Telus, a major telephone company, announced recently that it was going to sell [tag-tec]pornography[/tag-tec] to its cell phone subscribers. If it had proceeded, it would be the first in North America. There was a huge backlash and they canceled their plan. Other big telephone companies quickly distanced themselves from any move to sell [tag-ice]porn[/tag-ice] to their cell phone customers.
Regardless of their rationale for backpedaling, Telus did the right thing.
A task force of the American Psychological Association (APA) released a major report called "The Sexualization of Girls" on February 19. They reported wide evidence that the proliferation in media and advertising of sexualized images of young women and girls is harmful to girls’ self-image and healthy development. It’s damaging to the physical health of our children. It’s damaging to their mental health.
A woman is sexually objectified, that is, made into a thing for another’s sexual use, when her value is portrayed as coming only from her sexual appeal or behavior. Pornography carries this to the extreme.
The sexualization of girls and women, already widespread, is increasing in the "new media." The new media include the internet and all the new hand-held display devices, including cell phones.
The evidence clearly shows that the sexualization and objectification of girls has wide-ranging negative effects. Quoting from a summary by psychologist Dr. Ken Pope:
- Cognitive and emotional consequences: the sexualization and objectification undermine a person’s confidence in and comfort with her own body, leading to emotional and self image problems, such as shame and anxiety.
- Mental and physical health: research links sexualization with three of the most common mental health problems diagnosed in girls and women — eating disorders, low self-esteem, and depression or depressed mood.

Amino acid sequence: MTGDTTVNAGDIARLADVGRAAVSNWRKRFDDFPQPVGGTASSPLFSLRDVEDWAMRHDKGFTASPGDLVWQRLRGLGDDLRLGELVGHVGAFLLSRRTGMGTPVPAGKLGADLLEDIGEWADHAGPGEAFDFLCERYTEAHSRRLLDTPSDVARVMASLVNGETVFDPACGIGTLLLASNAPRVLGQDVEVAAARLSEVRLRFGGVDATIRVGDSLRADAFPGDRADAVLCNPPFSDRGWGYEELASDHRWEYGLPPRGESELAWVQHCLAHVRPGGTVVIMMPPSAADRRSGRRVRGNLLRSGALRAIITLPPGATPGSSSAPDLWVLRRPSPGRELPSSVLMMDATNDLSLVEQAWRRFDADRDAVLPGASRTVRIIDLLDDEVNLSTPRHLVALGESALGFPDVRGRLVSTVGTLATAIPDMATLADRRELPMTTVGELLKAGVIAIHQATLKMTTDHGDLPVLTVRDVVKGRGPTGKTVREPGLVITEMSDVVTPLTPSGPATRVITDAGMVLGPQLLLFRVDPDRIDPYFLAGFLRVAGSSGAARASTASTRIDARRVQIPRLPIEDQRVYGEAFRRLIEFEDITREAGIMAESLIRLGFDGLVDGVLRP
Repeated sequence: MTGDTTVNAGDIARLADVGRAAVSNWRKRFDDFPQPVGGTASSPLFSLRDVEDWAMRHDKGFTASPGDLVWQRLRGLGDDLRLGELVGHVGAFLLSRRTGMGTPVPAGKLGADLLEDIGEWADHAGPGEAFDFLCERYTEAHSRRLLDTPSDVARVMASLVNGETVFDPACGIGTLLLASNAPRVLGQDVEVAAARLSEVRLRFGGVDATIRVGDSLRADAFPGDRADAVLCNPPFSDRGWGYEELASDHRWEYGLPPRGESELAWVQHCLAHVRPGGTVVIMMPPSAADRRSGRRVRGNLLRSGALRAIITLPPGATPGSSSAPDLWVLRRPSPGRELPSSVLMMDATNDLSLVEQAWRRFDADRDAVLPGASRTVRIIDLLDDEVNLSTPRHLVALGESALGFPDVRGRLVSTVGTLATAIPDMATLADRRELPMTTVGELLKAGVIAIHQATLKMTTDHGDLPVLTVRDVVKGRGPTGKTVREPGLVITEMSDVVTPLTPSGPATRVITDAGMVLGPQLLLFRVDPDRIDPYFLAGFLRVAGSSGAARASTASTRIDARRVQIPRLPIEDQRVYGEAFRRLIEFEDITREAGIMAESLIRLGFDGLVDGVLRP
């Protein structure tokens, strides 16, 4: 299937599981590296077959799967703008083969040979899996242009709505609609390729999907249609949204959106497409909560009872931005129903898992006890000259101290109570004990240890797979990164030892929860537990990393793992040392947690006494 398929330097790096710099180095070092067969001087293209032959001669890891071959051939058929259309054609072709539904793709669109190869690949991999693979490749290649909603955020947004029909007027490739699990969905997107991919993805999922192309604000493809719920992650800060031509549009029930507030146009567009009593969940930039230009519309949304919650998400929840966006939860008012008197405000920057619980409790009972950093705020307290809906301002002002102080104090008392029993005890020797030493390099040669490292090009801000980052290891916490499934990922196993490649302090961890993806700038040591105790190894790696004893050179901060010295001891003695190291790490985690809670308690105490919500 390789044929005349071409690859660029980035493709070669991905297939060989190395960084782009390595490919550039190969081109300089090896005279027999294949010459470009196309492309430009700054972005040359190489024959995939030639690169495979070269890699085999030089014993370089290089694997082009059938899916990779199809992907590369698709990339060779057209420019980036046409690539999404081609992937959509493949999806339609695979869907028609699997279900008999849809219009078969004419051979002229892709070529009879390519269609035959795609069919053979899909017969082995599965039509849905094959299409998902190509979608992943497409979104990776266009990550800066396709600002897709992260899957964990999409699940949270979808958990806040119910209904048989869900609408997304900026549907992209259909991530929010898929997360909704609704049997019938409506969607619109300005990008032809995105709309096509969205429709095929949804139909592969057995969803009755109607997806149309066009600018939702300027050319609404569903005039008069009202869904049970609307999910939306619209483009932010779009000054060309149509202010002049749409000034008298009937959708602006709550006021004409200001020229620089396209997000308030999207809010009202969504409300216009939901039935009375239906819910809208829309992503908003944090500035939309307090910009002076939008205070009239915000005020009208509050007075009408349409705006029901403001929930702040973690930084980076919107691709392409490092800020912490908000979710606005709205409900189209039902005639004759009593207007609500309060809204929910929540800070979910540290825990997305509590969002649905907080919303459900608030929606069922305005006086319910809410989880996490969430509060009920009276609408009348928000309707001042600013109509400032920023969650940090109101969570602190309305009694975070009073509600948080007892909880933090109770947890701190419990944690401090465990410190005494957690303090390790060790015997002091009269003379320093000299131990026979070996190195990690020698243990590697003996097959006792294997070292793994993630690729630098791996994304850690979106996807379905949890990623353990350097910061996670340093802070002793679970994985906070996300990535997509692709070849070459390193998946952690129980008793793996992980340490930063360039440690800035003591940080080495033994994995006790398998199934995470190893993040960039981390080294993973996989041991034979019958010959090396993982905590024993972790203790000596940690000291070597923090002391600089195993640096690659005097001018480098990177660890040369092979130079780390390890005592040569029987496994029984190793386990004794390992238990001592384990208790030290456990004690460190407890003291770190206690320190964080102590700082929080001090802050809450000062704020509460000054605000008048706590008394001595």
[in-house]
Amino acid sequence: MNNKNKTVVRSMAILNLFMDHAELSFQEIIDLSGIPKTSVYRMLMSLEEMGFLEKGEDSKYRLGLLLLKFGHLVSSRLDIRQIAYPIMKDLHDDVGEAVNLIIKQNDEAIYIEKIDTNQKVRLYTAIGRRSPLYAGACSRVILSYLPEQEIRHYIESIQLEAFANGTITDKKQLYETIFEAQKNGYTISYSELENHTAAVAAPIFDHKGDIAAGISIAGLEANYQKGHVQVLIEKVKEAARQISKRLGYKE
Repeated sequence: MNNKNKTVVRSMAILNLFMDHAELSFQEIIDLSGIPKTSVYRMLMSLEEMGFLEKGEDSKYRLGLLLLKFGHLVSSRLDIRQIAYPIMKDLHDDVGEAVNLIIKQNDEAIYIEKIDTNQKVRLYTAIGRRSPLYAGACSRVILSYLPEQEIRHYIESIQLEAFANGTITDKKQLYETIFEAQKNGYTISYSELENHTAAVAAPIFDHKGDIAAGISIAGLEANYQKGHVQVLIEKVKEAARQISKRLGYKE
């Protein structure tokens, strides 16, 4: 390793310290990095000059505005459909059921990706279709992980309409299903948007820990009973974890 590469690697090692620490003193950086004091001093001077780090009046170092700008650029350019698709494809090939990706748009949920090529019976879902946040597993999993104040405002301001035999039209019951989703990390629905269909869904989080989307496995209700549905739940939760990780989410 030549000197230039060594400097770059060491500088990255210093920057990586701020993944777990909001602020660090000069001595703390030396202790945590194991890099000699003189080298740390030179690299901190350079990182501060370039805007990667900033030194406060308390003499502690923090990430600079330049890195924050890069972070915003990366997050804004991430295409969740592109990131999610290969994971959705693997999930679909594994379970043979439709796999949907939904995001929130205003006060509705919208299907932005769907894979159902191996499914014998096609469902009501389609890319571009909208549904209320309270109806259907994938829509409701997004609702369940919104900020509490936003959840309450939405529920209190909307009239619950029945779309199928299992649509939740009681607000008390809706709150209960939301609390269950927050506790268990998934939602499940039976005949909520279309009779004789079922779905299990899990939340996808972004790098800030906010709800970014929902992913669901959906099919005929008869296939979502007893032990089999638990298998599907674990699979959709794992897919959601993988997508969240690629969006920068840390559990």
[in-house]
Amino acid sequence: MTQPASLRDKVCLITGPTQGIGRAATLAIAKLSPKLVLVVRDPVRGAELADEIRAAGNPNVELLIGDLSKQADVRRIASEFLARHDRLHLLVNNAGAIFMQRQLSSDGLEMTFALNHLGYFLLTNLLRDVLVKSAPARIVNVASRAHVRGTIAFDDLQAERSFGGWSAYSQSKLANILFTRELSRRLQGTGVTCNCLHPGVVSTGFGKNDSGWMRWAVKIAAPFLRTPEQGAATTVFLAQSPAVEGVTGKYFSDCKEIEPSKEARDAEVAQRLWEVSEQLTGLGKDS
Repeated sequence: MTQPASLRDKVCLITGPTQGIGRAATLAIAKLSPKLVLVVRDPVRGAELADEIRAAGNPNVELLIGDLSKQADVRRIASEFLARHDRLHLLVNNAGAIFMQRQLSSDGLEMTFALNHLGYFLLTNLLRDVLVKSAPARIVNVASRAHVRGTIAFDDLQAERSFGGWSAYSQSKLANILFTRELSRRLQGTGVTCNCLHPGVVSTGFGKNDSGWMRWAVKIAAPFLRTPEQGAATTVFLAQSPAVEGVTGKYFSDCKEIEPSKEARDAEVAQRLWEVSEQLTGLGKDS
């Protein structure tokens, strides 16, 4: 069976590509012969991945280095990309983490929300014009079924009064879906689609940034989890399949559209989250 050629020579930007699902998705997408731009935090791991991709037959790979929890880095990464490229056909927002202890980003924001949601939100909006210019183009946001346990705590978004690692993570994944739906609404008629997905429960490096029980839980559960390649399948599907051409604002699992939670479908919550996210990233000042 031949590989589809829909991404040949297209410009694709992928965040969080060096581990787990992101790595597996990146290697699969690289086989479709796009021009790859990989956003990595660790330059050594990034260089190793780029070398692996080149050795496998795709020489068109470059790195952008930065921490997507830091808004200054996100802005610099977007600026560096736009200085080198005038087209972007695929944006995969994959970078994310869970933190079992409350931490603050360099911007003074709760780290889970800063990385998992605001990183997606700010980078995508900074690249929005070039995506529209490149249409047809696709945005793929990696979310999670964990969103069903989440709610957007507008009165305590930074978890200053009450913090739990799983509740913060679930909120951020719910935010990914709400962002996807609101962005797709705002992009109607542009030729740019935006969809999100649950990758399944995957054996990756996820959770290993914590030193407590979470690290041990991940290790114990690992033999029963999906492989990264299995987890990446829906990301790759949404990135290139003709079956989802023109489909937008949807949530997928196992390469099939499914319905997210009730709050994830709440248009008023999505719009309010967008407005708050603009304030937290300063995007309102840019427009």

- Sexual development: research suggests that the sexualization of girls has negative consequences on girls’ ability to develop a healthy sexual self-image.
"As a society, we need to replace all of these sexualized images with one showing girls in positive settings — ones that show the uniqueness and competence of girls," states Dr. Eileen Zurbriggen, chair of the APA task force. "The goal should be to deliver messages to all adolescents — boys and girls — that lead to healthy sexual development."
Selling porn to cell phone users, many of whom are children, would extend the damage done to girls and young women by further sexualizing and objectifying them.
In a society that struggles to create sexual equality and fights sexism in the workplace, we should not encourage, condone or in any way support commercial activities that explicitly counter these societal goals by damaging our children.
Psychologist Dr. Neill Neill maintains an active practice on Vancouver Island, BC, Canada. He focuses on healthy relationships and life after addictions. He is the author of Living with a Functioning Alcoholic – A Woman’s Survival Guide.